Tuesday, November 10, 2009

TechnoSanity #32: Fudged numbers in the IEA's World Energy Outlook, 2009??

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The World Energy Outlook is a yearly report from the International Energy Agency. It provides data and projections about energy supplies world wide, and is used by nearly 30 countries in planning policies. It is an important report that carries a lot of weight around the world. This year the report is being released on the eve of the Copenhagen Climate Change summit, and this years report has a lot of strong statements about climate change effects of energy use. There is also a controversy over the accuracy of the report.

Why the End May Be Coming for Coal - This isn't about the IEA report but is interesting in the context of this discussion. The article points to growing clamor for ending coal use and most especially mountain top removal. Mountain-top removal is a form of strip mining where they, uh, remove mountains in order to get at the coal. Um, remove a mountain? Is this the world we want to live in? This is utter unmitigated ecological disaster.

Energy costs to soar if no carbon deal, agency says - Unless the leaders at the Copenhagen summit can agree on a deal, the world faces higher energy costs as well as increased negative environmental impact. If no deal is reached that means "business" will "remain as usual". Under business as usual assumptions the IEA report indicates drastic increases in electricity use, in oil use, and in coal use (to generate the electricity). Due to supply problems the oil will be high price, and due to the higher coal use the environmental problems facing us now will be drastically worse.

Current Energy Plans ‘Unsustainable,’ IEA Says in New Outlook - The global recession has caused a decrease in energy use, a significant decrease, and the first since 1981 (another recession year). The IEA assumes that in short order the economic problems will be set right, and that the world economic game will resume its upward climb. The typical economic game results in ever-increasing use of energy and the associated ills mentioned previously.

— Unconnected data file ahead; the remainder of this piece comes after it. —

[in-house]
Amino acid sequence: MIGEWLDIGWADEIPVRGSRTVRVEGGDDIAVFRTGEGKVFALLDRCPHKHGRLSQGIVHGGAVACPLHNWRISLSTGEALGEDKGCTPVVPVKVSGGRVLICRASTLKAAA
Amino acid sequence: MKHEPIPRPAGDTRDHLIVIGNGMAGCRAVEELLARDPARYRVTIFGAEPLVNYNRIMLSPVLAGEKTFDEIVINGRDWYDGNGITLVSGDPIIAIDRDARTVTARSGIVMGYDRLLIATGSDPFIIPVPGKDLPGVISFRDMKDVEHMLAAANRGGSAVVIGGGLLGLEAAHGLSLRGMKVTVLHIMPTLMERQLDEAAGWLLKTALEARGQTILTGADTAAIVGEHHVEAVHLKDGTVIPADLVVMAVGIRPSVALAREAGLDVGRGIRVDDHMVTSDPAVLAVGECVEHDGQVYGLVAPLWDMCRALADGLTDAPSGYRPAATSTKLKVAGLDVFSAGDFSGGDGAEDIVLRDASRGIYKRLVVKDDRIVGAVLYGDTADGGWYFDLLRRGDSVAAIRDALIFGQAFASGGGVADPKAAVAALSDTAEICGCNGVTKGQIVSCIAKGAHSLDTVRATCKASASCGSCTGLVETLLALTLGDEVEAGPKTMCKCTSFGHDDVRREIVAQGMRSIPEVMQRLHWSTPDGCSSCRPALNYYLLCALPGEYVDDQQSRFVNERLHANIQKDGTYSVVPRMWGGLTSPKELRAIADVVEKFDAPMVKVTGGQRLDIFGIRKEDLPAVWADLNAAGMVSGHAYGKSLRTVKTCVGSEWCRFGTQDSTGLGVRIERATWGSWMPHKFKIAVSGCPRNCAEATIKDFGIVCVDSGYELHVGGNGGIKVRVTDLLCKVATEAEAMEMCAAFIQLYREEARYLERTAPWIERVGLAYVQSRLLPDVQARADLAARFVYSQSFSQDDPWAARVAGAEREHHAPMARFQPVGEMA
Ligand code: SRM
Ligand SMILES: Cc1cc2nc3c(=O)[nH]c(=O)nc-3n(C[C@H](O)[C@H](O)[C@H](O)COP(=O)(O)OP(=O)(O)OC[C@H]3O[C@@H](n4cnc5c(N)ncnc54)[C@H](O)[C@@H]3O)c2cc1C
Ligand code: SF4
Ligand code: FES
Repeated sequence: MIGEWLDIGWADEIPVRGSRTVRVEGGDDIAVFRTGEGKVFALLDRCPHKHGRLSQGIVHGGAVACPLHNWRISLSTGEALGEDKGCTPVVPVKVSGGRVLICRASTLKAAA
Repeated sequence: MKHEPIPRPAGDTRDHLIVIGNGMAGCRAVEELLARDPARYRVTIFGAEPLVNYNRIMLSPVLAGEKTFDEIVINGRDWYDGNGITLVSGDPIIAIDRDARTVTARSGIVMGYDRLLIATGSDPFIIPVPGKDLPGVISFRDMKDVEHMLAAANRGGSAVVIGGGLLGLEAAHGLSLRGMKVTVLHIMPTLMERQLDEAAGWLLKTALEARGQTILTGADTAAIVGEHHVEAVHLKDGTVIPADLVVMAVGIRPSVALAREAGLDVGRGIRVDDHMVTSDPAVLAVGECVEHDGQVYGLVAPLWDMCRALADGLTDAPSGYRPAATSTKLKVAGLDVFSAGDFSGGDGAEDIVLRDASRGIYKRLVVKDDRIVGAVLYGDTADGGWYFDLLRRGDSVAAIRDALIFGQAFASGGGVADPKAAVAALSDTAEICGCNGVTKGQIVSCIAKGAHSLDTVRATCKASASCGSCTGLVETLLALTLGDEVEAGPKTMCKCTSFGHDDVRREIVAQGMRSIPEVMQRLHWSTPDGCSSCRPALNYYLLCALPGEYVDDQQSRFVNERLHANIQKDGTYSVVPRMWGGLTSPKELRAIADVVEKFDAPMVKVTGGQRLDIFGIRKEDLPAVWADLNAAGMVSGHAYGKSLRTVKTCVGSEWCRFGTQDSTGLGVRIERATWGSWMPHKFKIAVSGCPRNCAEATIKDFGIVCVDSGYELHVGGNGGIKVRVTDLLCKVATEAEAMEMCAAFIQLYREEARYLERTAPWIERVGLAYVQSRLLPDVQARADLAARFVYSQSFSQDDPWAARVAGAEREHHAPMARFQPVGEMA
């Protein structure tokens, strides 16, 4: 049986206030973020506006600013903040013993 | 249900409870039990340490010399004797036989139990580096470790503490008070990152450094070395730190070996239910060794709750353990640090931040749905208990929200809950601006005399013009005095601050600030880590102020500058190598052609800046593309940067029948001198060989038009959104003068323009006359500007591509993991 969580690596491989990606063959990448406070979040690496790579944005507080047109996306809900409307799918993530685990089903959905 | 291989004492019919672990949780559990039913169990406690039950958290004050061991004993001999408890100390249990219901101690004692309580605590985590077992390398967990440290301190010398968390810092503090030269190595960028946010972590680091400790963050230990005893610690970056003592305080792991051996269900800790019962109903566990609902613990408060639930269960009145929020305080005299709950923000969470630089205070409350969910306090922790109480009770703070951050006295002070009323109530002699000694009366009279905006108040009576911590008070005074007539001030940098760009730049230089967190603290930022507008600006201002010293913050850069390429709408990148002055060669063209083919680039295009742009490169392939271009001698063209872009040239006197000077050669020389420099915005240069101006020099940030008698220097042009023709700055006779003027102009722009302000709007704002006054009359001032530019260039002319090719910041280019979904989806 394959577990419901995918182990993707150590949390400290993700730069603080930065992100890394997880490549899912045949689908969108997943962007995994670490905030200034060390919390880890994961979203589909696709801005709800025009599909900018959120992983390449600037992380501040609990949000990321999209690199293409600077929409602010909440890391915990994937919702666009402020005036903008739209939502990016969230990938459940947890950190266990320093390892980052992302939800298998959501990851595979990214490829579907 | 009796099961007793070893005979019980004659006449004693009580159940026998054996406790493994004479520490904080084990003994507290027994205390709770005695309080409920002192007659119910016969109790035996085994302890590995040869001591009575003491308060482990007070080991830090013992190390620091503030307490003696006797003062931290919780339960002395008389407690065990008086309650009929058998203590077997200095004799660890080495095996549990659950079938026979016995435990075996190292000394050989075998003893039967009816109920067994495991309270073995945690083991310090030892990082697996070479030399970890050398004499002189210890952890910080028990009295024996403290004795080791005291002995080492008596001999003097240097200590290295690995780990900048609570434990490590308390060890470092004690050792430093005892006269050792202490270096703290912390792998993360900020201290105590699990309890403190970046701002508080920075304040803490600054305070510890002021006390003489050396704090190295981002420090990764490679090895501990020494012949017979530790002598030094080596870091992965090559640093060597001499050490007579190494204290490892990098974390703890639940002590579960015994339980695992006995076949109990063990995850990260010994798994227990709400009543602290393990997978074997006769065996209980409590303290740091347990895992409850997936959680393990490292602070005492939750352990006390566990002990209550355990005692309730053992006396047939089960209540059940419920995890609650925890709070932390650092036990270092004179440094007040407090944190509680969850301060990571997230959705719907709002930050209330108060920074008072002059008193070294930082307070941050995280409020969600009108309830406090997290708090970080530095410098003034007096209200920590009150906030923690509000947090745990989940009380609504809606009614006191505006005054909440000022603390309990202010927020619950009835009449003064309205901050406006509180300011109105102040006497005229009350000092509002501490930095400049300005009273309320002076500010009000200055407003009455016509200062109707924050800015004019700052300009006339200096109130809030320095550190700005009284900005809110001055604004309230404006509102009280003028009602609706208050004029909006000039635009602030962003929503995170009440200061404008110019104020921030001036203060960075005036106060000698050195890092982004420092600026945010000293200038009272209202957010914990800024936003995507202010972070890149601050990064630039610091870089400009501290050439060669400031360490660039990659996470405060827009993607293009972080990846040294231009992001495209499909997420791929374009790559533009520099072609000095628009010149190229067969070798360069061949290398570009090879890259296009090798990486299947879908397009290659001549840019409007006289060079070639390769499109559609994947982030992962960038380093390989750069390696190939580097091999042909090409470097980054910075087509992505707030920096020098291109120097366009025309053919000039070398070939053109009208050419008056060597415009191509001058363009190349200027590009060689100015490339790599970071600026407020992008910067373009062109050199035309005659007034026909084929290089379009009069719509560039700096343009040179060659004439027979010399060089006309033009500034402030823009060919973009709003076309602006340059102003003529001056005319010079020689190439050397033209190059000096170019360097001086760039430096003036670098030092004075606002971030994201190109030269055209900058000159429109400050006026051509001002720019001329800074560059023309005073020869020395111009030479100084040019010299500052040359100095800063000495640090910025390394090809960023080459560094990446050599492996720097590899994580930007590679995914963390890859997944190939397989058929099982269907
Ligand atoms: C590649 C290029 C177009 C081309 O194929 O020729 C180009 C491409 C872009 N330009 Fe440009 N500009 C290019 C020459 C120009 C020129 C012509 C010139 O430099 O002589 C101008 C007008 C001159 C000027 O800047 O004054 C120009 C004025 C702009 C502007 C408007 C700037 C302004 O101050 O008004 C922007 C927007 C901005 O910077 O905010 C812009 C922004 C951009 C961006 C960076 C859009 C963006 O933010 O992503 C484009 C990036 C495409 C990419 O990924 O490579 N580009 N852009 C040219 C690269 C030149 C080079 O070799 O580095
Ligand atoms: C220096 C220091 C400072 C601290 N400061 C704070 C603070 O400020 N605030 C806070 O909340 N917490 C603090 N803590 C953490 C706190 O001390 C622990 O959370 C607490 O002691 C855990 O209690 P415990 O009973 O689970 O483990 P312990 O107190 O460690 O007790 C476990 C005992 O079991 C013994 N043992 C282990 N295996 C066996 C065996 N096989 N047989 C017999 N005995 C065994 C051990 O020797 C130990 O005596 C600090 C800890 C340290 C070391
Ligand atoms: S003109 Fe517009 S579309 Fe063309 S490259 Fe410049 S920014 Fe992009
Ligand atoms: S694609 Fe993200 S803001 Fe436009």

I rather doubt that the game can continue in the prior pattern. The supply problems look to be more serious than the IEA is willing to admit. (See TechnoSanity #30: Peak Oil and the UKERC Peak Oil report

Electricity demand will grow even faster—by 76% by 2030. That will require the addition of nearly 5,000 gigawatts of new power plants. That’s five times the generation capacity of the U.S. today....And that means coal will become more important—not less important—in the global energy mix. The IEA expects global coal consumption to grow 53% by 2030 in its reference scenario. Natural gas will also become more important, with demand growing 41% over the period—but gas supplies are “are easily large enough to cover any conceivable rate of demand increase through to 2030 and well beyond,” the IEA says.

World needs Canada’s 'dirty oil', says IEA - The IEA report looks to "unconventional oil" like Canada's tarsands as the savior to the oil supply crunch.

This is the 2008 chart, the 2009 chart is very similar. Notice the figures for "Oil fields yet to be developed" and "Oil fields yet to be found". That oil which is yet to be developed or found is a significant chunk of expected future oil supply. Even if they're correct in the estimates of this yet to be developed or found oil supply, it's not enough to satisfy the growing demand. It's expected growth in tarsands oil output which makes up the gap.

World oil demand growth to be led by Asia - IEA - Growth in India and China due to globalization is expected to be a major part of increased world oil use. They expect U.S. oil use to decrease. Globalization means shipping economic activity from factories that had been functioning in the U.S. to factories operating in China or India. That means the energy use which used to occur in U.S. factories is now happening in Chinese factories. It also means larger energy use to ship the stuff across the world.